- First published 2013 by Allen & Unwin Australia
- ISBN 978-1-74237-956-2
- 376 pages
- library book
Synopsis (Allen & Unwin)
The divine and fearless Miss Phryne Fisher returns in her 20th adventure in a vastly entertaining tale of murder, spies, mathematics and music.
To the accompaniment of heavenly choirs singing, the fearless Miss Phryne Fisher returns in her 20th adventure with musical score in hand.
An orchestral conductor has been found dead and Detective Inspector Jack Robinson needs the delightfully incisive and sophisticated Miss Fisher’s assistance to enter a world in which he is at sea. Hugh Tregennis, not much liked by anyone, has been murdered in a most flamboyant mode by a killer with a point to prove. But how many killers is Phryne really stalking?
At the same time, the dark curls, disdainful air and the lavender eyes of mathematician and code-breaker Rupert Sheffield are taking Melbourne by storm. They’ve certainly taken the heart of Phryne’s old friend from the trenches of WW1, John Wilson. Phryne recognises Sheffield as a man who attracts danger and is determined to protect John from harm.
Even with the faithful Dot, Mr and Mrs Butler, and all in her household ready to pull their weight, Phryne’s task is complex. While Mendelssohn’s Elijah, memories of the Great War, and the science of deduction ring in her head, Phryne’s past must also play its part as MI6 become involved in the tangled web of murders.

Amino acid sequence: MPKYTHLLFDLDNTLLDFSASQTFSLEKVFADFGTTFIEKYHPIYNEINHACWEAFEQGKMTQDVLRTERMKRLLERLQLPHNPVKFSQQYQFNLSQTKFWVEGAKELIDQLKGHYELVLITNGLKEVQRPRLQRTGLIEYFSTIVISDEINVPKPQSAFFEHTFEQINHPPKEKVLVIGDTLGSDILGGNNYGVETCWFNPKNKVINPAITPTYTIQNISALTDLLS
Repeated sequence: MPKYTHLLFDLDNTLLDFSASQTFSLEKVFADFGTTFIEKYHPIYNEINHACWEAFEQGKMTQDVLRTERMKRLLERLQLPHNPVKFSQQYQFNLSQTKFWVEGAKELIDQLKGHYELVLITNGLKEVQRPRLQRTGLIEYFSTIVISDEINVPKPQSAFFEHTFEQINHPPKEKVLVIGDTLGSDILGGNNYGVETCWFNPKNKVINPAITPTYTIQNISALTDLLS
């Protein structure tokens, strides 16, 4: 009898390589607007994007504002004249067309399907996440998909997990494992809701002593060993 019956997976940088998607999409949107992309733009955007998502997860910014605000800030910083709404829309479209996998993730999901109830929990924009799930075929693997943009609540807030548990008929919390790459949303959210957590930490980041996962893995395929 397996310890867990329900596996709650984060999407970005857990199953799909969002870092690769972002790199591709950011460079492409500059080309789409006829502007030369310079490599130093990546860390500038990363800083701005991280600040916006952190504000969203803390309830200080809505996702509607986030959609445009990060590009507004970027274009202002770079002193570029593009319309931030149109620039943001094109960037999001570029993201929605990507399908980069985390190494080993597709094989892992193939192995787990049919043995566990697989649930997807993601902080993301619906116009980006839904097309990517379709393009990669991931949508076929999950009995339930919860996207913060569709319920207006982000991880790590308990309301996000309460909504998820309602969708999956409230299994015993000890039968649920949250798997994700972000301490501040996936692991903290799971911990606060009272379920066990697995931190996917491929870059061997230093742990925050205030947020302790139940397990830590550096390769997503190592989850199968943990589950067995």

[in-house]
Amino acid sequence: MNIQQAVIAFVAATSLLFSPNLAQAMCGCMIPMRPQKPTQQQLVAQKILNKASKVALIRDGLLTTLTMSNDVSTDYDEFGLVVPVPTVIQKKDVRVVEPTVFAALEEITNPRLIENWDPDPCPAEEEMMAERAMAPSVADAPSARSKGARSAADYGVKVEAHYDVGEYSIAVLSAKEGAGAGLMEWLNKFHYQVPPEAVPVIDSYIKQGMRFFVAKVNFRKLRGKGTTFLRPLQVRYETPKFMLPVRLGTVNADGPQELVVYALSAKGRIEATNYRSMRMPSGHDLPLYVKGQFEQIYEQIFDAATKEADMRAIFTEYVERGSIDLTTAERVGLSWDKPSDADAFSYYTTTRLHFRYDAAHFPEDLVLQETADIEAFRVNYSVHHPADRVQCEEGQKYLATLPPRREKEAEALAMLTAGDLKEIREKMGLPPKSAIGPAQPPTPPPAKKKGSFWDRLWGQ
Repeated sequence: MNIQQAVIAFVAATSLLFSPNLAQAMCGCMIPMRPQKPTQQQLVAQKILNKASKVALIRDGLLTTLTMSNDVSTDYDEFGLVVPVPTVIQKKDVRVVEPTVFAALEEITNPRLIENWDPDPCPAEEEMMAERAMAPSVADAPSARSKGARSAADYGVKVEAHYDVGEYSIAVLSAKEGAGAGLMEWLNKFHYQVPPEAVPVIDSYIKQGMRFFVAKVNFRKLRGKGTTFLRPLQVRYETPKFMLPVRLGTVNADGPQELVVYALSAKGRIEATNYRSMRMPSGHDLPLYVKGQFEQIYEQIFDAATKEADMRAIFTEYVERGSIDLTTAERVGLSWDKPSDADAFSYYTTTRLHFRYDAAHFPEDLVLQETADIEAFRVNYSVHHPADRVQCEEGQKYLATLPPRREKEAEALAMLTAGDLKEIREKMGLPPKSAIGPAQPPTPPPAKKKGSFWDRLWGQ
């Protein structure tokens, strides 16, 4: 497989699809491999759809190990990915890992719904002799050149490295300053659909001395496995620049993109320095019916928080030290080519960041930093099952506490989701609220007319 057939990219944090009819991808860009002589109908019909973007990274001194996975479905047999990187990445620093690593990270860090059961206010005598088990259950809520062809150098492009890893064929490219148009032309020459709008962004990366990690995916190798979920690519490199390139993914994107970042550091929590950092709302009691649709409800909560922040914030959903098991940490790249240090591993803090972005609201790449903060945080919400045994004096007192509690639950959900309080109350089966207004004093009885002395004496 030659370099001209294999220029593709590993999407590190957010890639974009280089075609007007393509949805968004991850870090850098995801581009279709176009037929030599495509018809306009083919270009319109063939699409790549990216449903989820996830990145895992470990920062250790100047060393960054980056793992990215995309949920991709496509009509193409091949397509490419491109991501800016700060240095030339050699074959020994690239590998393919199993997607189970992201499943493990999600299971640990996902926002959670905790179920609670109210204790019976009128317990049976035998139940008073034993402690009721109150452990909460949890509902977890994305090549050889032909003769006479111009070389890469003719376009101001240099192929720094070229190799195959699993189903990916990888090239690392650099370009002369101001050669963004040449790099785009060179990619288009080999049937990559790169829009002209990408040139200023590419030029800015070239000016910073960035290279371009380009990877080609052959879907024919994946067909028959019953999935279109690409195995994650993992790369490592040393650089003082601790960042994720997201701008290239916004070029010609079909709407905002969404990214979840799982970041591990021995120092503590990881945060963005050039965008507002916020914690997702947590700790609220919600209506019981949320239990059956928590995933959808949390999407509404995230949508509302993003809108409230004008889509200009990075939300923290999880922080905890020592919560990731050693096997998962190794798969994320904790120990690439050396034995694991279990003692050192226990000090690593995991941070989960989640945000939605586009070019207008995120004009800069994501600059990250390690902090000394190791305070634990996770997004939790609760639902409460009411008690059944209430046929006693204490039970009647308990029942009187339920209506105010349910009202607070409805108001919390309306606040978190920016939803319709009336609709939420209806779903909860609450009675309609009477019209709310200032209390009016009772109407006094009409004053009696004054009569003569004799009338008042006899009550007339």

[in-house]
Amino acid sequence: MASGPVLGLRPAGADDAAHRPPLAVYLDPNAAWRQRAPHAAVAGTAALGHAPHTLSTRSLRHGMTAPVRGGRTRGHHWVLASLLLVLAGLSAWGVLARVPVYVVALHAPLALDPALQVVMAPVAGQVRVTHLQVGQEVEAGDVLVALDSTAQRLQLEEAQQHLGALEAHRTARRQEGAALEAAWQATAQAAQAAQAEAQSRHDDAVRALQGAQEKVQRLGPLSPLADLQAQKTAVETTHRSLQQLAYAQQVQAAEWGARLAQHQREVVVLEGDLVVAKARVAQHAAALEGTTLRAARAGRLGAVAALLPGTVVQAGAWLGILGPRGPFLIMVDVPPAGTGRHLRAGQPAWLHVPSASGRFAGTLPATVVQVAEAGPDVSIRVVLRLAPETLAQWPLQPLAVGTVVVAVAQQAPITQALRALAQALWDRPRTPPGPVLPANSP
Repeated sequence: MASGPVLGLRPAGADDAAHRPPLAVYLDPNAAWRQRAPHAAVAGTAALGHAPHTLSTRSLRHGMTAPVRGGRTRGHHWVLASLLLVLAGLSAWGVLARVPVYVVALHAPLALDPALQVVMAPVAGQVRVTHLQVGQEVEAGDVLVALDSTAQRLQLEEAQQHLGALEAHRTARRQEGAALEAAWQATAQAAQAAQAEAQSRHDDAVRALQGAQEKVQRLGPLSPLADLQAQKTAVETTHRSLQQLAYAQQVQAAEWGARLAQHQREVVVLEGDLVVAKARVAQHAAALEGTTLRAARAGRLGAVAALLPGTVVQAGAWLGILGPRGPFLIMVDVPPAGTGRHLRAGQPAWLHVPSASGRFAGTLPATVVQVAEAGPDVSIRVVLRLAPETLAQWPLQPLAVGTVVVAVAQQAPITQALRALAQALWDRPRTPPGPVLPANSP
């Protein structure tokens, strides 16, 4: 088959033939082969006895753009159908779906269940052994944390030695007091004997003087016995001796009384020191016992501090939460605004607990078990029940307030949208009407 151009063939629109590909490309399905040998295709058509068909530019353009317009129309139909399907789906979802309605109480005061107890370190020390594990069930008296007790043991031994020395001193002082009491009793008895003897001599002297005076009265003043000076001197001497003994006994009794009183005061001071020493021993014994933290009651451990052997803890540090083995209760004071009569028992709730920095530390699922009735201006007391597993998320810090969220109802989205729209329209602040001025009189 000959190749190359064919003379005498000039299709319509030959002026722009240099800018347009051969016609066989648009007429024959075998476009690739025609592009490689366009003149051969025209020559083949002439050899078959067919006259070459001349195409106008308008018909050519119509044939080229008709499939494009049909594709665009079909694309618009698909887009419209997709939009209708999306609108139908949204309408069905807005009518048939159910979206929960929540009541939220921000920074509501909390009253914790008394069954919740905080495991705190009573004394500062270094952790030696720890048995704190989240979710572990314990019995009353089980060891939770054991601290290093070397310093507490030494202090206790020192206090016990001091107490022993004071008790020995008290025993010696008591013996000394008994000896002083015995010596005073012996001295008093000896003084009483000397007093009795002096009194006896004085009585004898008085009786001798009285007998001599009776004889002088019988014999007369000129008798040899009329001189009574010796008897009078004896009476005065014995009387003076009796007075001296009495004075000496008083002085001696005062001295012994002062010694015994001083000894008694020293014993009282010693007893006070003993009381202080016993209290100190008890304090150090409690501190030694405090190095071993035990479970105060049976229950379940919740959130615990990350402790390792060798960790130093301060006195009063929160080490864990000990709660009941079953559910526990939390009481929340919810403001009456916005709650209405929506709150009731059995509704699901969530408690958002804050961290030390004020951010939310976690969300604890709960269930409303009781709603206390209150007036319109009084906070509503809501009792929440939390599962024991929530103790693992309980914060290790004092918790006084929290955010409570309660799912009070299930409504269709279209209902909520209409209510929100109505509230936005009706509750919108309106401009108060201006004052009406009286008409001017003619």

A vastly entertaining tale of murder, spies, mathematics and music.
Followers of my blog will realise that it has taken me a bit longer to read this novel than is usual for me. Part of the reason is that I spent the weekend at a crime fiction convention, but it is also true to say that I found MURDER & MENDELSSOHN a little more challenging to read.
It was partly due to the setting that surrounds the murder of the orchestral conductor of the Harmony Choir. The author uses her own experiences of singing choral music to explore how the conductor and choristers feel about Mendelssohn, including some scripts in detail.
There are many possible murderers when first one conductor, then another is murdered. Neither of the conductors has many friends in the choir or the orchestra but murder seems rather extreme.
There is also a sideplot where it appears someone is trying to kill ex-code-breaker Rupert Sheffield. We learn a few never-revealed-before facts about Phryne’s role in
intelligence gathering, and particularly about her connections with MI6.
Greenwood also uses the novel as an opportunity to explore homosexuality and this side plot takes up quite a bit of space, detracting a little from the main murder plot. Phryne herself also seems a little more promiscuous, while her lover Lin Chung is overseas.
I did enjoy the glimpses of the splendour of Melbourne’s grand old dame, the Windsor Hotel, where some of the characters are staying, and where I have also stayed a couple of times.
So this, the 20th in the Phryne Fisher series, didn’t delight me as much as #19 UNNATURAL HABITS.
But I’ll be still lined up for #21.
My Rating: 4.3